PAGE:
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Navigating 'Island' Parenting: Our children's health and nutrition
Published on March 31, 2014 Email To Friend    Print Version


By Mutryce A Williams

"The physical and emotional health of an entire generation and the economic health and security of our nation is at stake. This isn't the kind of problem that can be solved overnight, but with everyone working together, it can be solved. So, let's move." First Lady Michelle Obama -- Let's Move launch announcement, 2/9/2010

“Through Let’s Move, we plan to keep attacking this problem from every angle, because we know there is no one magic bullet. So we plan to keep building healthier schools. We plan to keep bringing fresh food into our communities. We plan to keep urging businesses to provide healthy products and market them responsibly to our kids. But we also need to keep innovating. We need to keep pushing the envelope. We need to find new ideas from every sector to help families make manageable, affordable changes that can transform our children’s health." First Lady Michelle Obama -- Partnership for a Healthier America’s Building a Healthier Future Summit, 3/14/14

Navigating "Island" Parenting is a submission of insights, quotes, tips and parenting advice that I have gathered over the years as a source of inspiration and as tools to deal with the daily challenges of parenting. This week’s issue focuses on “Our Children’s Health and Nutrition.” The hope is that this submission would cause you to reflect on your parenting skills and also make the journey of parenting a bit easier or brighter.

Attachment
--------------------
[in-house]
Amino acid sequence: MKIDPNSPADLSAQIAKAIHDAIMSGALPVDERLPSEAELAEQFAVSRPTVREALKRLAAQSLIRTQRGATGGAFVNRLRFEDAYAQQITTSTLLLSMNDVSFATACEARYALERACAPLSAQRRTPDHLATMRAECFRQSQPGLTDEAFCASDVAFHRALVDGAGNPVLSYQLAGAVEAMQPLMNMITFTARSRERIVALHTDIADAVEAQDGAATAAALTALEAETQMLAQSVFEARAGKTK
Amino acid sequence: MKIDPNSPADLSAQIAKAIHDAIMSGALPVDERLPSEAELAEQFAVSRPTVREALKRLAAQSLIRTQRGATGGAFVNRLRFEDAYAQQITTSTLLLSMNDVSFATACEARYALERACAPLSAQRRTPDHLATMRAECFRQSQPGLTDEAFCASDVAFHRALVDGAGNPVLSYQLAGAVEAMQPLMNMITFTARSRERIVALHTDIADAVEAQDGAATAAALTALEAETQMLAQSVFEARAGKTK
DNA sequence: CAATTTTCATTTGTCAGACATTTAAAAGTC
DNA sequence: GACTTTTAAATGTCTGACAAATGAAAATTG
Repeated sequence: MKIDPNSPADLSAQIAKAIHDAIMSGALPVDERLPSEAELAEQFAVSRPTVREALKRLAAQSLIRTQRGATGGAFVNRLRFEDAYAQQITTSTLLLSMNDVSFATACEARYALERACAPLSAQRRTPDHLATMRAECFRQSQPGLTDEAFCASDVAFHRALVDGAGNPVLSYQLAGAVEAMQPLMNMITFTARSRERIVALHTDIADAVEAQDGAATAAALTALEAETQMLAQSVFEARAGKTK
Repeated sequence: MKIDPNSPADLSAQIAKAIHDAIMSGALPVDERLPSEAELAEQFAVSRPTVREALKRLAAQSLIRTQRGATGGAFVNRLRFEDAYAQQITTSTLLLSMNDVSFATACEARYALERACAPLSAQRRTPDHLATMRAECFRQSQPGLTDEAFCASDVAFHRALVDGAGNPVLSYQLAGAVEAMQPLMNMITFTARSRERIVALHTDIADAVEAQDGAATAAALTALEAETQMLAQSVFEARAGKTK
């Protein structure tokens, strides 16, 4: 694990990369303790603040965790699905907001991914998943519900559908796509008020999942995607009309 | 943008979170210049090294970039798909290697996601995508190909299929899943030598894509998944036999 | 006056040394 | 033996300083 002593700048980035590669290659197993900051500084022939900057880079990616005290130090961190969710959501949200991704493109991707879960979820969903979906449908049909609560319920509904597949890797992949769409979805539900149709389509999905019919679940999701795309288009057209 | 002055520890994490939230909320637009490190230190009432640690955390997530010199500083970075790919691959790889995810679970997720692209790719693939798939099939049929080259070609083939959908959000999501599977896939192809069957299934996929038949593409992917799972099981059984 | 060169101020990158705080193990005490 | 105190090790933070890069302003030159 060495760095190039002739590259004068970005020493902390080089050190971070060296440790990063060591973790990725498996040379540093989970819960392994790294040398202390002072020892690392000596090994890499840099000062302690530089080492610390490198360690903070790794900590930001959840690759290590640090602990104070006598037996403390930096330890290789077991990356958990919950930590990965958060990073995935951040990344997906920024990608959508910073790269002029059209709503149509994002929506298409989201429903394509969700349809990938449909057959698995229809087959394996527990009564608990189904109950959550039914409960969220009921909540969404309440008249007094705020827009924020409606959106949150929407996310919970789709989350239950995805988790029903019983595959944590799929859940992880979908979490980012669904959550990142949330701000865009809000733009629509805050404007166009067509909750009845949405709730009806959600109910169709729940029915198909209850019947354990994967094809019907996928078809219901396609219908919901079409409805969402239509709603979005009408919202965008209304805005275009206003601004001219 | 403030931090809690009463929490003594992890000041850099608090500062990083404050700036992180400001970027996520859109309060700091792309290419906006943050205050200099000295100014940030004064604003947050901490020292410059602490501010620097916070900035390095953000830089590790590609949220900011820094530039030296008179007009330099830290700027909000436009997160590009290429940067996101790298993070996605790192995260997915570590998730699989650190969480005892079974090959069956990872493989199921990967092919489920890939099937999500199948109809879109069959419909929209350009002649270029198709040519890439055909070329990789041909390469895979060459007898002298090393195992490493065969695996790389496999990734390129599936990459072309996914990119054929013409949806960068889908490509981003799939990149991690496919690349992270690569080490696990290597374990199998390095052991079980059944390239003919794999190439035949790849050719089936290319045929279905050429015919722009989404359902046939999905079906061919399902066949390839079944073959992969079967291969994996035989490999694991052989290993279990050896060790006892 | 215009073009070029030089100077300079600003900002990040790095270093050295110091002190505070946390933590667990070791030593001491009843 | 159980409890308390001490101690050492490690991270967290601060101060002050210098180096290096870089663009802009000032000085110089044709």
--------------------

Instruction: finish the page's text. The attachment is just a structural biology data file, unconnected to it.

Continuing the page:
First Lady Michelle Obama Hit the Bull’s Eye!

The First Lady of the United States of America, Michelle Obama has been heavily criticized over the years for the cause that she has chosen to focus on: childhood obesity. As a Princeton University and Harvard Law School graduate, it was expected that she would champion what may be considered “solid” or “noteworthy” causes. Gender equality, women’s rights, diversity, education, literacy, and healthcare were some of the areas that were cited.

Democrats hoped that this would be the second coming of the formidable Former First Lady Hilary Clinton, and that First Lady Michelle Obama would have been at the forefront of the Affordable Care Act which is touted to be the legacy or hallmark of her husband’s presidency. It has been said that a woman of her mettle and acumen could have been a real difference in this debate.